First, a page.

Thursday, 29 October 2020

Estonian Spy-Thriller 'O2' Tops Box Office

Margus Paju's new film 'O2' had a delayed release date due to the coronavirus, but it hit cinemas on October 9 and is now at the top of the Estonian box office. 'O2' is a spy thriller about an Estonian intelligence officer, who has to track down a mysterious Soviet double agent on the eve of WWII.

Monday, 26 October 2020

Estonia has Europe's lowest 14-day COVID-19 rate

As of today Estonia has the lowest 14-day coronavirus rate in Europe at 41.1 per 100,000 residents. Estonia is also one of just three European countries together with Moldova and Montenegro, where the rate has fallen in the past two weeks.  The highest infection rates in Europe can be found in Belgium and the Czech Republic.

The spread of the coronavirus has been stabilised thanks to the responsible, attentive, and careful behaviour of the people of Estonia, said a representative from the Estonian Health Board. Whilst this is good news for Estonia there are new concerns about the virus. Previously it was thought that a person could not contract the coronavirus twice, that the body builds an immunity to it, but this theory has been dispelled. A handful of people across the globe have been reinfected, The first case was reported in Hong Kong, then Belgium, Ecuador, USA and last week in Estonia. These people tested positive in March then again in September. Immunity only appeared to last 3 - 6 months. Some people reported that their symptoms were more severe the second time round.

So what can we do to protect ourselves while we wait for a vaccine to be approved? Abide by the 2 metre social distancing rule. Don't sit down in a cafe or restaurant where the other table is only 30cm away from you (this is common in Italy and France). Wear a mask in all indoor public places. This should be compulsory in every country of the world yet its not. Crazy. A mask needs to cover both your nose and mouth because if you inhale the virus through your nose it typically goes to your lungs, and if you breath it in through your mouth, it ends up in your stomach. Stomach acids gets rid the virus but if it settles in your lungs, that is when it can be dangerous and you may need to be hospitalised.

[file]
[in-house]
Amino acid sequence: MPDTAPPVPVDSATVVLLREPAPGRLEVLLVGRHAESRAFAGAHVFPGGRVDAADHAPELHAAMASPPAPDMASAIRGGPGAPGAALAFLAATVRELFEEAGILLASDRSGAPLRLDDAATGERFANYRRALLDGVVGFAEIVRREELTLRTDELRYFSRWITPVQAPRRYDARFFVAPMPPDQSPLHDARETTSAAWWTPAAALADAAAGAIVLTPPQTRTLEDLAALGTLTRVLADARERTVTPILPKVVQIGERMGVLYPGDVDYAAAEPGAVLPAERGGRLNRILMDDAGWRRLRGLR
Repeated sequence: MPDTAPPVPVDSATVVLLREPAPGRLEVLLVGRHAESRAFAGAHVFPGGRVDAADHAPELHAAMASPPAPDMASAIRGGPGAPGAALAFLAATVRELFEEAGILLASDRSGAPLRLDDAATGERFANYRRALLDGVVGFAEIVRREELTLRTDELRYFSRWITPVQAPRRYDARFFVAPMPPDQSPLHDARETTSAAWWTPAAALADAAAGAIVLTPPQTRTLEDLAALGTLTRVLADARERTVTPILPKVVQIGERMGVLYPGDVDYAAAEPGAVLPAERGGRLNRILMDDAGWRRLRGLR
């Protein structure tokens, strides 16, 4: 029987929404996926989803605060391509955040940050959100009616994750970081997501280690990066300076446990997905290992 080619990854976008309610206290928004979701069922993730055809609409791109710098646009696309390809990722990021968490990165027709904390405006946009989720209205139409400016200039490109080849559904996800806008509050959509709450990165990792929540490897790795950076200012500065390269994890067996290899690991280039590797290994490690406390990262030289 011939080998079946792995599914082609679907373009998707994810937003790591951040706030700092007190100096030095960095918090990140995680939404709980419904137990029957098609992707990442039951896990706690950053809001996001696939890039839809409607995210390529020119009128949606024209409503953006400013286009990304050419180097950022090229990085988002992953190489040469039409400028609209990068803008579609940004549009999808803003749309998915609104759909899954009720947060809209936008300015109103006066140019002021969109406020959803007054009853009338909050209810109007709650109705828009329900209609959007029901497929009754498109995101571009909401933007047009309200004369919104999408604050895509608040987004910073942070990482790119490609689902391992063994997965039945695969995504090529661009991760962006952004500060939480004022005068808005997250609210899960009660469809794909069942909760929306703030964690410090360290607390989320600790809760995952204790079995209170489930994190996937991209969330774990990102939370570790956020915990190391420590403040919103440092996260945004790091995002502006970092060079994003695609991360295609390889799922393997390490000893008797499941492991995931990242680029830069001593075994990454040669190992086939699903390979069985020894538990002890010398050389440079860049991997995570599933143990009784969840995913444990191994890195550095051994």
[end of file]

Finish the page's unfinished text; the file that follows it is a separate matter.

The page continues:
Research has revealed a very interesting point about the coronavirus. The vast majority of people who have been hospitalised or have died from the virus were found to be deficient in Vitamin D. This explains a why so many elderly people in care homes have died and even younger people in England. They simple don't get enough sunlight. Health experts have advised people to up their intact of Vitamin D either by spending more time in the sun and/or taking suppliments. As winter nears in the Northern Hemisphere, this advice should be followed more than ever. 

Saturday, 10 October 2020

'Apothecary Melchior' now filming in Tallinn

If you've enjoyed the novels no doubt you'll be keen to see the films but you will have to wait until next year to see the first installment of Apothecary Melchior on the silver screen. Based on the books by Estonian author Indrek Hargla, Apothecary Melchior is a series of seven novels set in medieval Tallinn  during the 15th century. Melchior is a detective pharmacist who suffers from a family curse and only love can save him. The first three novels will be made into feature length films, with the first to be released next autumn.

Film scene from outside Tallinn's Town Hall.
In recent days a lot of filming has also taken place in Aida Tänav.

The Apothecary Melchior novels have been translated into several languages including English.

Thursday, 8 October 2020

100th birthday of Estonian poet Kalju Lepik

Kalju Lepik is considered one of Estonia's greatest poets. Born in Koeru in Järva County he fled to Sweden in 1945 and wrote in exile. During his lifetime he published 13 volumes of poetry, a main theme of his work related to missing his homeland. In honour of his 100th birthday on October 7 a new bronze sculpture has been unveiled in Koeru depicting Lepik as a young boy.

Visitors to the area are encouraged to sit on the boulder to read beside him.

A few works by Kalju Lepik.

Saturday, 3 October 2020

How to know you're a cool Estonian

Estonians are a unique bunch of people. With around a million ethnic Estonians living in Estonia and a further 200,000 scattered across the globe, it's almost like they all belong to an exclusive club.  Estonians are a close-knit nation who are determined to keep culture, traditions and language alive no matter where they live. Estonians may not consider themselves cool but in many ways they are - they know how to live, survive and thrive.

Here are ten ways to identity if you're a cool Estonian.

1.  You use your mobile phone to pay for virtually everything including parking, movie tickets, meals, even your Christmas tree while your're in the state forest.

2. You fly within the Schengen zone without the need of a passport, you simply use your ID card.

3. Can speak English perfectly as a second or third language.

4. You think blue, black and white is an excellent colour combination.

5.  Can identify and name most of the plants and animals in the forest.

6. Know the health benefits of a sauna and have one at least once a week.

7. Use Transferwise for all your international payments.

8.  Don't queue at polling stations. You vote online.

9. You love to sing folk music and are not ashamed to sing out loud.

10. You value and practise tradition despite the temptations and conveniences of modern life.